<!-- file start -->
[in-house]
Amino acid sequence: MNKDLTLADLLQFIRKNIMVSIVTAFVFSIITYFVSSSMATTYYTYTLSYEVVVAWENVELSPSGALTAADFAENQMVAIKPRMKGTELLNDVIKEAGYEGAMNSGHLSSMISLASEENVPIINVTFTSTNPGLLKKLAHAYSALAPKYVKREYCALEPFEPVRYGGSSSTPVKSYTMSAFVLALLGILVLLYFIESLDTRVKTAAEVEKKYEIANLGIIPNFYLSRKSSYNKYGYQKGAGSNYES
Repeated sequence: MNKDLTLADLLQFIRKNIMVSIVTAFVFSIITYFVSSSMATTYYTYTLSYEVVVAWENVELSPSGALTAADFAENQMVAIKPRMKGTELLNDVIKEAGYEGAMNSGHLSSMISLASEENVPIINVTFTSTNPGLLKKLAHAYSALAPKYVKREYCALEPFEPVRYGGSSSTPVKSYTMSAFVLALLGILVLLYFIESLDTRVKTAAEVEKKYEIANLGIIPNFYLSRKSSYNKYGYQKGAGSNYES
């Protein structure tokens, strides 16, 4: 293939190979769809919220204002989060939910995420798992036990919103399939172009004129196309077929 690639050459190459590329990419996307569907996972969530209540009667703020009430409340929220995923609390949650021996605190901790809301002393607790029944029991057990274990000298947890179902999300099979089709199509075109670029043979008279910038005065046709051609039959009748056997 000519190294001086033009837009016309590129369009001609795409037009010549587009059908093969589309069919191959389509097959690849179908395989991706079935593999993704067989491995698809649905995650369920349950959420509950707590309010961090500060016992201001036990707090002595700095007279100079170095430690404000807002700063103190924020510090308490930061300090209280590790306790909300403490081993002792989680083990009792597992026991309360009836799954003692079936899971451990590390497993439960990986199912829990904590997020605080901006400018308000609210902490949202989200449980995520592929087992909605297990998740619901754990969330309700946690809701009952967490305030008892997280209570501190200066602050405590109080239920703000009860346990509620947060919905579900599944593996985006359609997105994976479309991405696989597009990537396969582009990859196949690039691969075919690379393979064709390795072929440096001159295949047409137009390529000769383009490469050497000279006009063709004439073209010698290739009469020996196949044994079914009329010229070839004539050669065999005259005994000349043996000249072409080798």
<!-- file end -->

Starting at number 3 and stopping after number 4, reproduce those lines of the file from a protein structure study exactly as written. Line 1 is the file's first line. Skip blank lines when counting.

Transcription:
Repeated sequence: MNKDLTLADLLQFIRKNIMVSIVTAFVFSIITYFVSSSMATTYYTYTLSYEVVVAWENVELSPSGALTAADFAENQMVAIKPRMKGTELLNDVIKEAGYEGAMNSGHLSSMISLASEENVPIINVTFTSTNPGLLKKLAHAYSALAPKYVKREYCALEPFEPVRYGGSSSTPVKSYTMSAFVLALLGILVLLYFIESLDTRVKTAAEVEKKYEIANLGIIPNFYLSRKSSYNKYGYQKGAGSNYES
């Protein structure tokens, strides 16, 4: 293939190979769809919220204002989060939910995420798992036990919103399939172009004129196309077929 690639050459190459590329990419996307569907996972969530209540009667703020009430409340929220995923609390949650021996605190901790809301002393607790029944029991057990274990000298947890179902999300099979089709199509075109670029043979008279910038005065046709051609039959009748056997 000519190294001086033009837009016309590129369009001609795409037009010549587009059908093969589309069919191959389509097959690849179908395989991706079935593999993704067989491995698809649905995650369920349950959420509950707590309010961090500060016992201001036990707090002595700095007279100079170095430690404000807002700063103190924020510090308490930061300090209280590790306790909300403490081993002792989680083990009792597992026991309360009836799954003692079936899971451990590390497993439960990986199912829990904590997020605080901006400018308000609210902490949202989200449980995520592929087992909605297990998740619901754990969330309700946690809701009952967490305030008892997280209570501190200066602050405590109080239920703000009860346990509620947060919905579900599944593996985006359609997105994976479309991405696989597009990537396969582009990859196949690039691969075919690379393979064709390795072929440096001159295949047409137009390529000769383009490469050497000279006009063709004439073209010698290739009469020996196949044994079914009329010229070839004539050669065999005259005994000349043996000249072409080798």